Nonprofit Law Matters

Good News on the Investment Front!! California Passes AB 792, Harmonizing Investment Standards for Nonprofits in California

Posted in Charitable Gift Planning, Private Foundations, Public Charities, Religious Institutions

The stock market may be in shambles, but California charities have reason to celebrate.  Historically, charities formed as California nonprofit public benefit corporations have had to satisfy two state law investment standards:  Corp. Code Section 5240 and UPMIFA (found at Probate Code section 18501 and following).  Corp. Code Section 5240(b) provides that in making investments, a board must “avoid speculation, looking instead to the permanent disposition of the funds, considering the probable income, as well as the probable safety of the corporation’s capital.” On the other hand, UPMIFA sets forth a modern prudent investor standard – it sets forth several factors which are to be considered when making investment decisions, states that investment decisions are to be applied to the fund as a whole, and provides that an individual investment must be analyzed in the context of the total portfolio and the overall risk-reward objectives. These two standards have been very difficult for charities and their advisors to reconcile, in great part because the Corp. Code: (a) appears to focus on individual investments (whereas UPMIFA focuses upon the portfolio as a whole); and (b) directs the charity to “avoid speculation,” a term which does not appear to have a precise legal definition.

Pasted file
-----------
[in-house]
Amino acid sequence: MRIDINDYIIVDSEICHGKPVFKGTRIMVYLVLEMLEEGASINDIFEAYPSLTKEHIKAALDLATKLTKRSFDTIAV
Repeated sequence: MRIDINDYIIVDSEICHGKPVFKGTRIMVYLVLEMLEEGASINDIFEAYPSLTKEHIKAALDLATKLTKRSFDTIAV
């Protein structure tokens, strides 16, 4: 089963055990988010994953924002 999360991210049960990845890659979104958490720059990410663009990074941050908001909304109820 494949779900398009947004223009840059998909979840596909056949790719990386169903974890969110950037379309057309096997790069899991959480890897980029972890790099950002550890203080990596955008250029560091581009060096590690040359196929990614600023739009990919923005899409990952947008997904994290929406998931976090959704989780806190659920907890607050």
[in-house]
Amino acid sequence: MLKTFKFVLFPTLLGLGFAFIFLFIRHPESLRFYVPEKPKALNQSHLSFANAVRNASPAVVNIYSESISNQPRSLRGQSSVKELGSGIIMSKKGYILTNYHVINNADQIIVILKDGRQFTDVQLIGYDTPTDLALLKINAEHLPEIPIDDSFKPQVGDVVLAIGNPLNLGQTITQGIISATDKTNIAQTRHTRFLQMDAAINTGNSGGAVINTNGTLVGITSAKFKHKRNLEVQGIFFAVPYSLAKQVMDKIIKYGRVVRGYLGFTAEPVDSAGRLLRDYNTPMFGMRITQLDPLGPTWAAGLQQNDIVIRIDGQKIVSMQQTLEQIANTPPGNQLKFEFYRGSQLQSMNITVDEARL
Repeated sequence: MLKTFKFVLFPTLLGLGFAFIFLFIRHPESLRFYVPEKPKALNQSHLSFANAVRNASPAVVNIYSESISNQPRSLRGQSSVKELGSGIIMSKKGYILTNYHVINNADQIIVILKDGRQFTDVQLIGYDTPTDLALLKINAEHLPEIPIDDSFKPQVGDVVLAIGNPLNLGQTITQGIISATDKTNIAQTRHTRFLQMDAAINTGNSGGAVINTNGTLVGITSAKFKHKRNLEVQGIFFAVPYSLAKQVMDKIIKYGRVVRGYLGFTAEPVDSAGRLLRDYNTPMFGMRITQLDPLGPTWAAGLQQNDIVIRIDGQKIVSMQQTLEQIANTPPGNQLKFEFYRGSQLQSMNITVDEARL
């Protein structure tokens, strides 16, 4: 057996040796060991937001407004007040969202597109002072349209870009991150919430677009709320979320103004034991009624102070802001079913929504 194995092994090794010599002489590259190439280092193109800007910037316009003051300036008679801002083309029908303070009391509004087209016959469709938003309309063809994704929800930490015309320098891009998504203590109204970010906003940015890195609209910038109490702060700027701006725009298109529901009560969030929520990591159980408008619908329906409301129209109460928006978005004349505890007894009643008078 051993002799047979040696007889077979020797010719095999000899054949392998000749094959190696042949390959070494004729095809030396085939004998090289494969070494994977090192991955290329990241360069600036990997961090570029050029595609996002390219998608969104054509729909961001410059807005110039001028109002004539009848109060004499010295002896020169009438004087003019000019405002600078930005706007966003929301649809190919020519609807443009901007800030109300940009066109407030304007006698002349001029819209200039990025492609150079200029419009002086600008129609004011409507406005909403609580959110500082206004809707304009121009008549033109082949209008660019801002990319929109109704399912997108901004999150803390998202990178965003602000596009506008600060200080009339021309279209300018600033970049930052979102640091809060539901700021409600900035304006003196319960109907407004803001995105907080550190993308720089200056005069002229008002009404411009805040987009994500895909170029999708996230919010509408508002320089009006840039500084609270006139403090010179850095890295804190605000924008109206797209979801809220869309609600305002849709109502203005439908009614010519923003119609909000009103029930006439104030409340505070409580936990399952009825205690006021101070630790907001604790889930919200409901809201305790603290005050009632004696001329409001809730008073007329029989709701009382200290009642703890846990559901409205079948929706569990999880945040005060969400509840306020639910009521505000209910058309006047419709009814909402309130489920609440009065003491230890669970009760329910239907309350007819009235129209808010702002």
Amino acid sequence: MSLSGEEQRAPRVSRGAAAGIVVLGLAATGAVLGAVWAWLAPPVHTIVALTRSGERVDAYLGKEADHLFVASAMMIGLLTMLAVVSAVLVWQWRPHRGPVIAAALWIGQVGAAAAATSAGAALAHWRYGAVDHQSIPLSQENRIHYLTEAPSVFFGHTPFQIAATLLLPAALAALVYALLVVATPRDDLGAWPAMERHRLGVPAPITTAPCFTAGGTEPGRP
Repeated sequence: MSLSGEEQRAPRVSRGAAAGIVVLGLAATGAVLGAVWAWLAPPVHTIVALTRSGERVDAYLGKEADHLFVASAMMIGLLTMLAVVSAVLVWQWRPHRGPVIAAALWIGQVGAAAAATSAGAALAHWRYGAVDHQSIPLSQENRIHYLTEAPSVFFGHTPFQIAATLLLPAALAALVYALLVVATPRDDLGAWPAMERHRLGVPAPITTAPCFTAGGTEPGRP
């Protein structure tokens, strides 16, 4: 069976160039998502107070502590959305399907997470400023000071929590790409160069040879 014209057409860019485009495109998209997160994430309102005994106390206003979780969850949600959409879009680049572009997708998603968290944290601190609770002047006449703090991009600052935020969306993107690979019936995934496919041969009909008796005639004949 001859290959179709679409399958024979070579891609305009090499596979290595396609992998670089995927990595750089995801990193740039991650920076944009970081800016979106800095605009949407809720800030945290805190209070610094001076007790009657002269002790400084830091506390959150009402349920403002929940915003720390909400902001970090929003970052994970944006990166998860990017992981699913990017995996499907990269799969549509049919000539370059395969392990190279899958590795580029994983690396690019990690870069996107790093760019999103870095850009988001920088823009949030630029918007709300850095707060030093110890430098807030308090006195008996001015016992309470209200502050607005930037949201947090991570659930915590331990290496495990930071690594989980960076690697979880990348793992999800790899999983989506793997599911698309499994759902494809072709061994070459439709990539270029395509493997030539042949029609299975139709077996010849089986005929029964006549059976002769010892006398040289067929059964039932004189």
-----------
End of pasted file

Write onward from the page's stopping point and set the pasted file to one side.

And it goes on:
Fortunately, AB 792 provides that effective January 1, 2016, compliance with UPMIFA will be deemed to be compliance with Corp. Code Section 5240(b).  There is a similar provision for religious corporations subject to Corp. Code Section 9250. Thus, beginning in 2016, California charities need to focus only on satisfying the UPMIFA standard (of course, charities which are private foundations also have to be concerned with IRC Section 4944, which prohibits jeopardizing investments).  Note that the other provisions of Corp. Code Section 5240 still apply – importantly, the ability of a donor to “authorize” or “require” a charity to retain a contributed asset, which can ease the directors’ standard of care as to the investment and re-investment of that asset.